A Place of Many Nations
The Pacific Northwest is home to dozens of distinct Nations each with a unique culture and traditional art form. Ahtsik Gallery primarily presents the work of Nuu-chah-nulth, Kwakiutl, Coast Salish and Nuxalk artists.
There are fourteen Nuu-chah-nulth First Nations with approximately 10,000 members. Traditional territory extends along the west coast of Vancouver Island from the Brooks Peninsula area in the north to the Port Renfrew area in the south, and inland along the mountains to roughly the center of the island. The territory includes the Alberni Inlet and Port Alberni where Gordon Dick creates art in the Tseshaht/Nuu-chah-nulth style.
The 14 Nuu-chah-nulth First Nations are divided into three regions:
- Southern Region: Ditidaht, Huu-ay-aht, Hupacasath, Tse-shaht, and Uchucklesaht
- Central Region: Ahousaht, Hesquiaht, Tla-o-qui-aht, Toquaht, and Yuu-cluth-aht
- Northern Region: Ehattesaht, Kyuquot/Cheklesaht, Mowachaht/Muchalaht, and Nuchatlaht
Source: Kwakiutl Band Council website
We have been called the Kwakiutl ever since 1849, when the white people came to stay in our territories. It was a term then applied to all the Kwakwaka'wakw—that is, all of the people who speak the language Kwakwala. Today, the name Kwakiutl only refers to those from our village of Fort Rupert. Other Kwakwaka'wakw have their own names and villages. For example, the Gwawa'enuxw live at Hopetown. Collectively, we call ourselves the Kwakwaka'wakw—that is, all of the people who speak the language Kwakwala.
Our culture is kept alive through all those who learn something of the old ways: our language, our songs and myths, our dances. It finds expression in the delicate art of weaving, or in the power and thrill of canoeing on the open water. It is refreshed every time we share food resources and every time we celebrate and potlatch. It is evident in the Elders who are in our presence. And it is most visible in the many carvers, printmakers and jewellers who, schooled in the Kwakiutl tradition, continue to make art for a modern culture.
Source: Snuneymuxw First Nation website
Coast Salish culture is dynamic and diverse. The Coast Salish world is bound together by certain shared values and relations, and a worldview that recognizes the interconnectedness and spirit within all things. Certain common expressions of Coast Salish culture have become particularly renowned all across the globe – such as our art of weaving, and the use of the spindle whorl. Similarly, Coast Salish culture is expressed through the importance of, amongst other things, our fisheries.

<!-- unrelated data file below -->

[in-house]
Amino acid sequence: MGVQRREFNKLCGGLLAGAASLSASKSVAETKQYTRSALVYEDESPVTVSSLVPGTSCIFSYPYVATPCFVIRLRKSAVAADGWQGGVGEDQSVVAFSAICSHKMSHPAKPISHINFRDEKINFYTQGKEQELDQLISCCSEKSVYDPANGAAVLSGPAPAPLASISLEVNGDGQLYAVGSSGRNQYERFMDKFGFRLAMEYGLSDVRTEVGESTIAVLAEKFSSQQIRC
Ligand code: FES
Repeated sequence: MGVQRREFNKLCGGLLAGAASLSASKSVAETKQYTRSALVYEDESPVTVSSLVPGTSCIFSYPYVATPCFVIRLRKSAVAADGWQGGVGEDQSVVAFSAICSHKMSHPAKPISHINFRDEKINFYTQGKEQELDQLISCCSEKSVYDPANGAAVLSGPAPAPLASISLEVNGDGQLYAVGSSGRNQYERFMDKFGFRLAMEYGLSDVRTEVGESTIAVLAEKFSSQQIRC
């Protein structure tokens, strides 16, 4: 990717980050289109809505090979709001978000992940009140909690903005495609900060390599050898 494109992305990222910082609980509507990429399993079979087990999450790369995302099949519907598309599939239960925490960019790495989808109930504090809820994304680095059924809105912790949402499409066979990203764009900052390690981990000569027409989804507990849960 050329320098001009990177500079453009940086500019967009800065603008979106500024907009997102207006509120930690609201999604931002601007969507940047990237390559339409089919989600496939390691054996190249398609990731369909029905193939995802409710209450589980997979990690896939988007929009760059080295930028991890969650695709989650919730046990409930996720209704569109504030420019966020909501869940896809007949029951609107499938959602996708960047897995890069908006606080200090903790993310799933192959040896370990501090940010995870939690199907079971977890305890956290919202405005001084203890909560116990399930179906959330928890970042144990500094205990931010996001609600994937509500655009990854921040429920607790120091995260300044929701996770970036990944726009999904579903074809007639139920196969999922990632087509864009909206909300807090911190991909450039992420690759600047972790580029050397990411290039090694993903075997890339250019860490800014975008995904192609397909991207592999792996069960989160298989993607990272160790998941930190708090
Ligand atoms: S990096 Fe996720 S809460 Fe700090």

Our relationships throughout the Coast Salish world are governed by our own laws and protocols, which reflect values of recognition, respect, and honour. Through those laws and protocols, Snuneymuxw self-determination and Territorial sovereignty is respected throughout the Coast Salish world. Beyond the Coast Salish world, we also have always had deep and enduring connections with neighbouring Nations, including the Nuuchahnulth in the mid and western part of Vancouver Island.
Source: Nuxalk Nation website
We are the Nuxalk Nation, located in and around what is known to some as Bella Coola, British Columbia, Canada. We have been occupying and exercising our rights on the lands, water and resources of our ancestral territory since time immemorial. The Nuxalk Nation is a mixture of many villages that were distributed throughout kulhulmcilh (our land), including the four largest villages: Talyu in Ats’aaxlh (South Bentick); Suts’lhm (Kimsquit) to the north -this includes Satskw’ (Kimsquit River) and Nutl’l (Dean River); Kwalhna to the west; and Q’umk’uts‘ to the east.
Art by Culture
Each Nation's traditional art form has a unique visual 'signature', a set of cues that separates one style of west coast art from another. These cues identify the art and artist as coming from a particular place. Some cues are easier to see than others but the cues evolve over time and there aren't necessarily strict "rules" for how they are applied. An artist may work in a number of styles, be experimenting with the style, or be drawing inspiration from non-traditional sources like pop culture. Over time some artists often develop their own a visual signature that identifies their work from other artists.
The visual cues below represent a limited number of general indicators only and do not encompass the entire visual signature of each Nation's art form.